Decision-makers also have to look at their rosters and see if an older player who might be more NFL-ready makes sense over a younger player with more upside but less pro-readiness. (Ridley isn’t the only pass-catching prospect for whom age will be a factor; South Carolina tight end Hayden Hurst turns 25 this year and also projects as a first-rounder.)

Another common concern with Ridley is his size. He measured at 6’0 ½” and 189 pounds at the combine—not prototypical size for a No. 1 wide receiver. Last year’s first two receivers picked were at least 6’3″ and over 205 pounds. Ridley, compared to them, is tiny.

Michael Conroy/Associated Press

Speed is a plus for Ridley, who tied for the sixth-fastest 40 among receivers at the combine. But it also isn’t off the charts in a way that might jump off the page to a fan or convince the ghost of Al Davis to pick him two rounds too early.

“Last year we had these monster receivers who all had speed—and Ross who broke the [40-yard dash] record,” the wide receivers coach says. “This year the top guys are either small or lack speed. There’s no Corey Davis here.”

That explains the lack of hype. But no one’s saying Ridley doesn’t deserve more love. Even if he is a little older, a little smaller and not the fastest guy in the draft, teams see him as can’t-miss.

An NFL scout says: “He isn’t big. He isn’t that fast. He’s older. But damn it, he’s smooth.” Smooth is the best word to describe Ridley as he glides through a route and then snaps off a cut to leave defenders tripping over themselves to adjust.

Says a coach, “All these big wide receivers and all these fast guys, but none of them can run routes like Ridley.”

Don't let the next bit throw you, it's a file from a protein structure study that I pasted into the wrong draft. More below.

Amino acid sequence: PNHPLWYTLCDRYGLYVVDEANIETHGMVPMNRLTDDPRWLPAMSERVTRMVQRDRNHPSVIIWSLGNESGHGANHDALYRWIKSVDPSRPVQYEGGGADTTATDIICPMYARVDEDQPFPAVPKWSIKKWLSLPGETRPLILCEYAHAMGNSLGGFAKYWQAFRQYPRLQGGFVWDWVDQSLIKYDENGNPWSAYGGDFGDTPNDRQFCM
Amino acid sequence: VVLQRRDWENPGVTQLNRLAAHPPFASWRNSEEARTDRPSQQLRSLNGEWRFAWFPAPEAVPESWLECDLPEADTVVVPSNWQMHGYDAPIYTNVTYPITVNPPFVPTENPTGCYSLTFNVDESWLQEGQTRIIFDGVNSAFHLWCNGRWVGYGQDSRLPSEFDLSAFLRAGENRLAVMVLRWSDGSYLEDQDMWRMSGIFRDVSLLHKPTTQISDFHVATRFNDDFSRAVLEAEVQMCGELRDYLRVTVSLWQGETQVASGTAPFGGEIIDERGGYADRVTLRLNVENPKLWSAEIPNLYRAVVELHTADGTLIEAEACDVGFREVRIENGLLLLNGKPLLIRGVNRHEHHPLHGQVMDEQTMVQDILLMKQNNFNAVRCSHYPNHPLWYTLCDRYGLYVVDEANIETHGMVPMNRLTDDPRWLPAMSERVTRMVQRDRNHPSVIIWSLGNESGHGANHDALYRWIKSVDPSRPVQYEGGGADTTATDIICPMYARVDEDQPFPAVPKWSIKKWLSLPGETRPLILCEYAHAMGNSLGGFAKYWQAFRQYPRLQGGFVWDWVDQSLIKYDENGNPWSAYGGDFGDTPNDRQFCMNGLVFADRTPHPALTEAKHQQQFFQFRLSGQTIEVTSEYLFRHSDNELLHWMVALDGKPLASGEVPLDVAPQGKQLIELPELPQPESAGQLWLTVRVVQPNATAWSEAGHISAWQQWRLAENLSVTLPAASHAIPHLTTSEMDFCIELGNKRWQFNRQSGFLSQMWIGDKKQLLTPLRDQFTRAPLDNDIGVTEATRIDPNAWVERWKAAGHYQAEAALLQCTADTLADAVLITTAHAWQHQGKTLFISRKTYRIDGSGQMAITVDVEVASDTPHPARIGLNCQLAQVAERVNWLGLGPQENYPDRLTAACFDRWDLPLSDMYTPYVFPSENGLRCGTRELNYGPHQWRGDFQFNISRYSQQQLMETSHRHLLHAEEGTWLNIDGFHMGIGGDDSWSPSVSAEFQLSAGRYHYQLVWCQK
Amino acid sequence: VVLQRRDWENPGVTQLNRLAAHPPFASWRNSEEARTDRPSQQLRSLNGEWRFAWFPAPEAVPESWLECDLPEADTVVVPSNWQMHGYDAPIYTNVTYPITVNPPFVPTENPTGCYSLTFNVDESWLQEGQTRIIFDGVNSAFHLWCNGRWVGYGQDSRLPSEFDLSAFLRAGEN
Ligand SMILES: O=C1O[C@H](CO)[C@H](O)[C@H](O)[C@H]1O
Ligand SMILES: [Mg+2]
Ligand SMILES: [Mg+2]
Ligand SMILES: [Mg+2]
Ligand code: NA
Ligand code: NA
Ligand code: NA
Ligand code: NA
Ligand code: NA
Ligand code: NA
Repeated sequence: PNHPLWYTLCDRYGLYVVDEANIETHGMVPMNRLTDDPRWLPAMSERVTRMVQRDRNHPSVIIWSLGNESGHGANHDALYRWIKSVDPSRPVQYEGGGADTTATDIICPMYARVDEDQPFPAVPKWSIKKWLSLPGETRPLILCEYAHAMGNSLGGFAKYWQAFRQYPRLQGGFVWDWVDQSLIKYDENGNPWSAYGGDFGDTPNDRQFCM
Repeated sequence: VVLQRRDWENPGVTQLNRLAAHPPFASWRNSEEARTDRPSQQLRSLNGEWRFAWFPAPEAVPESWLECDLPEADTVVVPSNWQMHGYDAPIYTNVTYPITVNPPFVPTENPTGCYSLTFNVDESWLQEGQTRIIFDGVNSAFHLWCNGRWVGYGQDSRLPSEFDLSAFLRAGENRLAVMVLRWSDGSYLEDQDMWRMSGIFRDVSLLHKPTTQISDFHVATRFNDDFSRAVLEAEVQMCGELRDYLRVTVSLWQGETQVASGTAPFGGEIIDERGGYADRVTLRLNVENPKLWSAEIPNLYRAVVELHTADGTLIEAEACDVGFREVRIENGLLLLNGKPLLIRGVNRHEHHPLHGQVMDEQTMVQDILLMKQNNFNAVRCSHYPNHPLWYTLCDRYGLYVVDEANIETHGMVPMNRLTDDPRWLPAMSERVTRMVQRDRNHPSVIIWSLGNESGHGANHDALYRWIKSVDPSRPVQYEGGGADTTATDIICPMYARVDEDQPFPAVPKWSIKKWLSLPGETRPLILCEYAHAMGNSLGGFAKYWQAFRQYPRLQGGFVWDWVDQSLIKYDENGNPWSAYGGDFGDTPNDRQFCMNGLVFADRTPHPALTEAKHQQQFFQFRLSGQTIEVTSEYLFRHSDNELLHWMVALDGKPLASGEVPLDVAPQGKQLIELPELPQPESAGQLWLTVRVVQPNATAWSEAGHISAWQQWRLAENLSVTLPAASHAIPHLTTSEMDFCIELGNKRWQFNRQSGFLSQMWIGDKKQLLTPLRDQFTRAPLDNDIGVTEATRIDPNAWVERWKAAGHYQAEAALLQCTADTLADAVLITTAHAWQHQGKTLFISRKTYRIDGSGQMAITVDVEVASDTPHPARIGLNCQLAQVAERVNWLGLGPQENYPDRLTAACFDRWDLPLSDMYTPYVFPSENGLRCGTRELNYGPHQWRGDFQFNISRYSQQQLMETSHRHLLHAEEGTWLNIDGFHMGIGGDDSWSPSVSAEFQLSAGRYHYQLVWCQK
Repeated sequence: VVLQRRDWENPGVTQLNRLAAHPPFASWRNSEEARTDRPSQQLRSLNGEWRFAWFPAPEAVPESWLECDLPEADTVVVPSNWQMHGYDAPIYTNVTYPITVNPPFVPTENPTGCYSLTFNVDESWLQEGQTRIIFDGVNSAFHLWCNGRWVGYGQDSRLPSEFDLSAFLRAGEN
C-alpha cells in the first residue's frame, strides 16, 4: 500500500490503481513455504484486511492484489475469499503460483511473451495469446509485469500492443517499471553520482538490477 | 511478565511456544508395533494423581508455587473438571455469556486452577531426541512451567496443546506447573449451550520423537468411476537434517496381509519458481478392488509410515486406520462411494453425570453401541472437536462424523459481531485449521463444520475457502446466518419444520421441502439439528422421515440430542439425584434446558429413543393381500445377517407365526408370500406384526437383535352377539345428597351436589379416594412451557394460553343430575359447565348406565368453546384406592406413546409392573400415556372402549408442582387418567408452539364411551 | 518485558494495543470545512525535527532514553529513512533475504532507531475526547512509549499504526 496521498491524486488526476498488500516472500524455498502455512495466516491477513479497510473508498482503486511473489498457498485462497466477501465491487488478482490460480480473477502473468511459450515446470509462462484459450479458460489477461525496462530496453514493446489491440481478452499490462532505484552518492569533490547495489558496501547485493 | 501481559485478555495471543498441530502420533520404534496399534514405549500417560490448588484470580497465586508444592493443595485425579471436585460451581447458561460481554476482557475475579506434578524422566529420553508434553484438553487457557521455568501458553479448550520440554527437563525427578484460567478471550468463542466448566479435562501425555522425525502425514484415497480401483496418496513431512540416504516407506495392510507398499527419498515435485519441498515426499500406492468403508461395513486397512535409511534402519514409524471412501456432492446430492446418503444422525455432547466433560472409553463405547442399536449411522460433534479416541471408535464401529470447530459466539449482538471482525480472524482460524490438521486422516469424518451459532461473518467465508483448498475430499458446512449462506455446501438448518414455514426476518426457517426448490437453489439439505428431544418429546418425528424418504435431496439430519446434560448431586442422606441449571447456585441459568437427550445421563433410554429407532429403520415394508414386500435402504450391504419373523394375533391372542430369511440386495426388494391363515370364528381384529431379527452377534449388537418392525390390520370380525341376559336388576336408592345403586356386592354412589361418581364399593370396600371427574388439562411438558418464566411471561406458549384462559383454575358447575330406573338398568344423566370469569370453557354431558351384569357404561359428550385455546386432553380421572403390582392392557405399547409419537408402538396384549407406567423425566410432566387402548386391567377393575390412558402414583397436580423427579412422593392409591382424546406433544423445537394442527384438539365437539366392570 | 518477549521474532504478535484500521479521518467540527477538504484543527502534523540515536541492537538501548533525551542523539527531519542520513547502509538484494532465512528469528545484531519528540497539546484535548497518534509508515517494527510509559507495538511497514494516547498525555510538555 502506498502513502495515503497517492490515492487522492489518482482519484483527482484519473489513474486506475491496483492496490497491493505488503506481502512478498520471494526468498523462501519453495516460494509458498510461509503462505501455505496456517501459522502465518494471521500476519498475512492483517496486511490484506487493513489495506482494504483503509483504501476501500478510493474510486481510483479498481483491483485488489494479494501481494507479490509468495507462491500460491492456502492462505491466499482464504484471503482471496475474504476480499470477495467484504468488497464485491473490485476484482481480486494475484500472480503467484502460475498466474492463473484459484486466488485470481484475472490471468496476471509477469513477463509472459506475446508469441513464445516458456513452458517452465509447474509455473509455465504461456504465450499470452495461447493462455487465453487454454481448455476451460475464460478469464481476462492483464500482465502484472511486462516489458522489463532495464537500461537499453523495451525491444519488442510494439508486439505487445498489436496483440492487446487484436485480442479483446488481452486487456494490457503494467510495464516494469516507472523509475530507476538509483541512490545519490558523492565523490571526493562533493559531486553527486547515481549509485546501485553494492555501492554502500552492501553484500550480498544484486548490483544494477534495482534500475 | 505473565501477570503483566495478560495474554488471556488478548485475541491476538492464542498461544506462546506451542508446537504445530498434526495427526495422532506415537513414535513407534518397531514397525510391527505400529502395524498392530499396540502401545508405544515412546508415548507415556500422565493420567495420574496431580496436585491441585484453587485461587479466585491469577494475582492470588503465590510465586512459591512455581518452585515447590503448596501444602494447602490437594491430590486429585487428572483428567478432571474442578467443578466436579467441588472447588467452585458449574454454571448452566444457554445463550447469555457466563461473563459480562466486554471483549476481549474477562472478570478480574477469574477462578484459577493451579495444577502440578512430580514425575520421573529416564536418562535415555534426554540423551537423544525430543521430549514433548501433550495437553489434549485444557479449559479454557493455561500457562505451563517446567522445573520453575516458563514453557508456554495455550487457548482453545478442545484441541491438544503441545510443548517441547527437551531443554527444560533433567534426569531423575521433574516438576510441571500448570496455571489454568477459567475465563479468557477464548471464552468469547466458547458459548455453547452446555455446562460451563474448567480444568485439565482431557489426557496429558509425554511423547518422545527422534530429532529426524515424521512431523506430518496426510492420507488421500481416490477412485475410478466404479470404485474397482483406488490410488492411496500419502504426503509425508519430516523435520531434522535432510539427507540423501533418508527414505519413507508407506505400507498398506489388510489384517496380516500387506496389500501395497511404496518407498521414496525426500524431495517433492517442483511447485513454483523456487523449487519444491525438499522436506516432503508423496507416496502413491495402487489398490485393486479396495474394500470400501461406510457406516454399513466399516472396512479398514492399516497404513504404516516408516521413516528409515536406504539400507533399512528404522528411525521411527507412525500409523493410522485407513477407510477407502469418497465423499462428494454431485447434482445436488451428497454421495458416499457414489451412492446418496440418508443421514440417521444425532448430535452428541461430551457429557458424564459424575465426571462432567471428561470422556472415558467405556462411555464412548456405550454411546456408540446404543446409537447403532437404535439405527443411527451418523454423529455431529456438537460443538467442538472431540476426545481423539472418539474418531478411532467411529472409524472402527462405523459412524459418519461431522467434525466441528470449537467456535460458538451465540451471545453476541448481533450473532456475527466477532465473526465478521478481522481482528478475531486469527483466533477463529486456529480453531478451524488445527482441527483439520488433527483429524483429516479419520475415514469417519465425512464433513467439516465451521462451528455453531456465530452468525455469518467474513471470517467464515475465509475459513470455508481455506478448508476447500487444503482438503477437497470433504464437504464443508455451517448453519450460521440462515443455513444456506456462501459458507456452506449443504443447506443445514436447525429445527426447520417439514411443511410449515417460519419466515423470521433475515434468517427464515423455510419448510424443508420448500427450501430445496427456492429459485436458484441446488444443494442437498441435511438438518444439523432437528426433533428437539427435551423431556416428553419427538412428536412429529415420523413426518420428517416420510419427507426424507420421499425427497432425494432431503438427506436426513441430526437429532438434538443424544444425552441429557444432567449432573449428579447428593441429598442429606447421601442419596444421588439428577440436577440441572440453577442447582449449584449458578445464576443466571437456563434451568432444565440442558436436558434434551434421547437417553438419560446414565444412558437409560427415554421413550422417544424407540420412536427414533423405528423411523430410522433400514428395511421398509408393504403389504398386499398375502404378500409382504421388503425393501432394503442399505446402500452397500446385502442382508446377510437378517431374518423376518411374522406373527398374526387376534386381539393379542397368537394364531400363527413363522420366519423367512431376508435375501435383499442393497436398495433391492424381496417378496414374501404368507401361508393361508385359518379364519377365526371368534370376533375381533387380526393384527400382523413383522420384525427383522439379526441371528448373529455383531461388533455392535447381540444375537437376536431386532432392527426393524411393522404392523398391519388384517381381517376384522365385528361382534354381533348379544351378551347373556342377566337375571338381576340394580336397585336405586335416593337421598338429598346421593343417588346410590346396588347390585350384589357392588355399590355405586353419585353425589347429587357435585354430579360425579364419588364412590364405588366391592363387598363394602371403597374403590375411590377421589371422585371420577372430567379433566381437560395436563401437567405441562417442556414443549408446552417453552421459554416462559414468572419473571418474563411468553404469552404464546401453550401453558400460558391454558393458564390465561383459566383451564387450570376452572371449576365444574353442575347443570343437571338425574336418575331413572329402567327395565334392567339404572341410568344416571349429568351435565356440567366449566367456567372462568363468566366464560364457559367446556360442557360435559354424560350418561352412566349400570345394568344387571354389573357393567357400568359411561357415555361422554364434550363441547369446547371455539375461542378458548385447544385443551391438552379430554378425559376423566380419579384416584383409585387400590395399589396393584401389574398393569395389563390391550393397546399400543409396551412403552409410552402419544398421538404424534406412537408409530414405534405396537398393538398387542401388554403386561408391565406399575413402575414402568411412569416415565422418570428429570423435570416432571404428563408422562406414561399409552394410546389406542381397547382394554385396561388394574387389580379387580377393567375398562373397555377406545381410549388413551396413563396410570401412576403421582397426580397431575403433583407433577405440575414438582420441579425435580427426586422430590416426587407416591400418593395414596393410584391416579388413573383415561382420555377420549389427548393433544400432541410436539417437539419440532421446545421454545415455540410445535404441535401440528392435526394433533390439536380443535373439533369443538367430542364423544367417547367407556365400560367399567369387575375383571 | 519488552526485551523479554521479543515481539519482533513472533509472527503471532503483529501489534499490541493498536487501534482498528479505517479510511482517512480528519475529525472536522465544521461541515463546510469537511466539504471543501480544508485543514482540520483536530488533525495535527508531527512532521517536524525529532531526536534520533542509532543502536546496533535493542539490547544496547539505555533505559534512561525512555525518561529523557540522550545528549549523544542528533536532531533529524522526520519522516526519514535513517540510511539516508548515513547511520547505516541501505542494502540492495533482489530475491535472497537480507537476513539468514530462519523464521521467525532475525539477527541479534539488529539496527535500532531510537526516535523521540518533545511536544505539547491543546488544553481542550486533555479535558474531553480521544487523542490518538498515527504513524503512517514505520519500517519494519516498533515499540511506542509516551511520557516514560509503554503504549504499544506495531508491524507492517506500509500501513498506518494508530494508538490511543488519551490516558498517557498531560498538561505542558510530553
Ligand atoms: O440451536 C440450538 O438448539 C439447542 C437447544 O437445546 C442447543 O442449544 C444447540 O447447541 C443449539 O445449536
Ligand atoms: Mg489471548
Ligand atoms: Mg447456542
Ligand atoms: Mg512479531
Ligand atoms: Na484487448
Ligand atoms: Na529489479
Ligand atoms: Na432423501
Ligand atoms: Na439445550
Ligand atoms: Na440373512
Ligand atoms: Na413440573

The route running, again and again, is what they point to that sets Ridley apart as a prospect.

“Look at the bust rate among wide receivers, and you see a common thread: guys who don’t know how to get open on their own. He’s the only one that can,” a vice president of player personnel explains.

That’s another common thread among executives, scouts and coaches: There’s no threat to his status as the consensus top receiver. Courtland Sutton might be the closest. A team that is looking for a bigger receiver could fall in love with his 6’3″, 218-pound frame. But scouts are concerned about his lack of speed down the field and his limited reps against top-tier competition while at SMU.

Other challengers to the throne are D.J. Moore (Maryland), Kirk (Texas A&M) or potentially D.J. Chark (LSU). All three offer similar speed, with only Chark’s 4.34 a significant difference over Ridley. None can compete with his route-running skills, though.

Says the wide receivers coach: “If you’re looking for a complete player, it’s Ridley. And of the second tier of guys like Moore and Kirk, none are as refined as route-runners.”

LM Otero/Associated Press

The other thing NFL teams love about Ridley is that he’s the rare college wide receiver who appears to be NFL-ready.

Look back at the three receivers drafted in last year’s top nine, and none made an impact. Davis, Williams and Ross combined for 45 catches and zero touchdowns in their first seasons. And we’re still waiting for 2016 first-rounders like Laquon Treadwell and Josh Doctson to break out.

Ridley, meanwhile, is the type of player you’ll hear more about once he’s on an NFL field making plays and bucking the trend of low-impact rookie receivers.

That’s especially true if the things that are keeping him off the hype radar put him in a better situation with an established quarterback and team.

“It’s hard to predict stats or impact until we know where he’s drafted,” says one AFC scout, “but he has the goods to be very special right away.

“Imagine him in New England with Tom Brady or New Orleans with Drew Brees. He’d catch 90 balls.”

Now there’s some hype.

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via Bleacher Report – Front Page https://ift.tt/yO6Sgr

April 17, 2018 at 04:56AM